Degradation of proteins by isolated lysosomes

Lysosomal degradation of exogenously added proteins was assayed as described before (24) by incubation in MOPS buffer supplemented with 1 mM DTT and 5.6 μM cysteine of intact lysosomes with GAPDH radiolabeled by reductive methylation ([14C]GAPDH; 1.2 × 106 dpm/nmol) (23). Reactions were stopped with a final concentration of 10% trichloroacetic acid, and after filtration in the Millipore Multiscreen Assay System (Millipore) with a 0.22-μm pore membrane, radioactivity in the flow-through was measured in a WinSpectral 1414 liquid scintillation counter (PerkinElmer). Proteolysis was expressed as the percentage of the initial acid-precipitable radioactivity (protein) transformed to acid-soluble radioactivity (amino acids and small peptides) during the incubation time.

Intracellular protein degradation

Total protein degradation in cultured cells was measured by pulse-chase experiments (9). Confluent cells were labeled with [3H]leucine (2 μCi/ml) (NEN; PerkinElmer) for 48 hours at 37°C and then extensively washed and maintained in complete or serum-deprived medium with an excess of unlabeled leucine. Aliquots of the medium taken at different times were precipitated in trichloroacetic acid and proteolysis measured as above. Total radioactivity incorporated in cellular proteins was determined in triplicate samples as the amount of acid-precipitable radioactivity in labeled cells immediately after washing. Proteolysis was calculated as the percentage of acid-precipitable radioactivity (protein) transformed in acid-soluble radioactivity (amino acids and peptides) at the different analyzed times. Values were expressed as percentages of protein degraded per hour considering the linear slope of the logarithmic plotting (25, 46, 47). Where indicated, 15 mM ammonium chloride and 100 μM leupeptine or 10 mM 3-methyladenine was added in the culture medium during the chase. The former combination effectively blocks all types of autophagy, as it reduces the activity of all lysosomal proteases by increasing the lumenal lysosomal pH without affecting the activity of other intracellular proteolytic systems (25). Blockage of macroautophagy was attained with the PI3K inhibitor 3-methyladenine, previously shown not to modify CMA activity in cultured cells (13, 46). The inhibitory effect of the different proteins and treatments on the lysosomal system was calculated as the decrease in protein degradation sensitive to ammonium chloride, while the inhibitory effect on macroautophagy was determined as the decrease in protein degradation sensitive to ammonium chloride that is also inhibited by 3-methyladenine. Finally, CMA-dependent degradation was calculated as the percentage of protein degradation sensitive to ammonium chloride that is not inhibited by 3-methyladenine, and the inhibitory effect of the proteins and treatments analyzed in this work on CMA activity were determined as changes in this percentage. The combination of these inhibitors used to assess the contribution of the different forms of autophagy to intracellular protein degradation has been extensively reported on before (13, 25, 46, 47).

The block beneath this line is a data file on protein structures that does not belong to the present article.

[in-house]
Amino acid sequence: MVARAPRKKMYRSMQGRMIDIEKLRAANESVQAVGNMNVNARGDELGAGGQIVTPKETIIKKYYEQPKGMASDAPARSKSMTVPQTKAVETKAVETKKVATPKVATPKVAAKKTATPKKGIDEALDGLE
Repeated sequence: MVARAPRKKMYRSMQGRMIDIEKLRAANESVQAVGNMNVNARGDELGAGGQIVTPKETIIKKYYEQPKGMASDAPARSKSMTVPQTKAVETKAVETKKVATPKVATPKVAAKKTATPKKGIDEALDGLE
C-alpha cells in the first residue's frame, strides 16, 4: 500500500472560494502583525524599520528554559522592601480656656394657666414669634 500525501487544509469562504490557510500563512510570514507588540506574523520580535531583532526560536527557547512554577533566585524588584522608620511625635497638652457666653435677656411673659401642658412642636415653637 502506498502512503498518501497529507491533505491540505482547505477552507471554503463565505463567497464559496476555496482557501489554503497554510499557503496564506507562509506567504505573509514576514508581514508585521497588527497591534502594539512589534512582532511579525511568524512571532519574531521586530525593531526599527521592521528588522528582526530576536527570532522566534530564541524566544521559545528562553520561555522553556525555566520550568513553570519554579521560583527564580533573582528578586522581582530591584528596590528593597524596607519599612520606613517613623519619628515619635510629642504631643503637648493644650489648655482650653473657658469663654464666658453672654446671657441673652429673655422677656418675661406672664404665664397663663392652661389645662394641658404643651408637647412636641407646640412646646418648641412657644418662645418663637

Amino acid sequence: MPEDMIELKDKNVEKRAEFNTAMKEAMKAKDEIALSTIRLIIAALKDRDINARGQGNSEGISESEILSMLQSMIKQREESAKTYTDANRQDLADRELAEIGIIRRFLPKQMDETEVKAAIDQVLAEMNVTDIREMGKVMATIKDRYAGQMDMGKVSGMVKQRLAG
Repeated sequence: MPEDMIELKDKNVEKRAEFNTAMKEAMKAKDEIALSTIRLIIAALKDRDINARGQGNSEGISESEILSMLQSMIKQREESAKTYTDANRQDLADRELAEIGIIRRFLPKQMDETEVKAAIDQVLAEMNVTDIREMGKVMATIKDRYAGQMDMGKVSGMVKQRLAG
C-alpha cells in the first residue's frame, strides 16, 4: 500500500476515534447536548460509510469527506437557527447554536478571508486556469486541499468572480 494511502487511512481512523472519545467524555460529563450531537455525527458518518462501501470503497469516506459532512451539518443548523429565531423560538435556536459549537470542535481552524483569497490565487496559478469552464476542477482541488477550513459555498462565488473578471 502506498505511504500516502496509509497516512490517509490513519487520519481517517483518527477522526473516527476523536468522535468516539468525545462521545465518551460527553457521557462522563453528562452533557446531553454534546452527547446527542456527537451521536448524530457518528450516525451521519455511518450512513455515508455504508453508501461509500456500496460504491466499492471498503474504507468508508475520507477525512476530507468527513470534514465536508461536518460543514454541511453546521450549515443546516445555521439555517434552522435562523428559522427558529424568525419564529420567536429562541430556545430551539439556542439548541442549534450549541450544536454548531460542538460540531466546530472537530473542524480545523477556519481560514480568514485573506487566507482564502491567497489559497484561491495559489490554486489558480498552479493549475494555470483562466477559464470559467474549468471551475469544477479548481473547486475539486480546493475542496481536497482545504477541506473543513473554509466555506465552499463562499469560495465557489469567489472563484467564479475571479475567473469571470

Intracellular patch electrochemistry

Measurements of cytosolic dopamine concentrations in VM neurons from TH-GFP mice were performed as previously described (32). In brief, a polyethylene-coated 5-μm carbon fiber electrode was placed inside the glass patch pipette and used in a cyclic voltammetric mode of detection (scan rate of 250 mV/ms) using a subroutine locally written in Igor Pro (WaveMetrics Inc.). After achieving a seal between the cell and the patch pipette, the plasma membrane was ruptured by suction, and substances diffusing from the cytosol into the pipette were observed as a slow wave of oxidation current. The cultures were incubated with 100 μM l-DOPA for 1 hour prior to and during the recordings. After background current subtraction, dopamine concentration at the pipette tip was calculated using calibration curves generated for carbon fiber electrodes with different exposed surfaces (34). The initial concentration of cytosolic dopamine was calculated using the neuronal cell body volume and the volume of the pipette tip estimated from photographs acquired before each recording. As the volume of the organelles that occupy neuronal cytosol is unknown, cytosolic dopamine concentrations estimated from intracellular patch electrochemistry recordings were most likely underestimated.

Total cellular levels of catechol were quantified by high-performance liquid chromatography with an electrochemical detection method by comparing to known amount of standards as described before (20, 34, 36).

Lentiviral-mediated RNAi in VM neuron cultures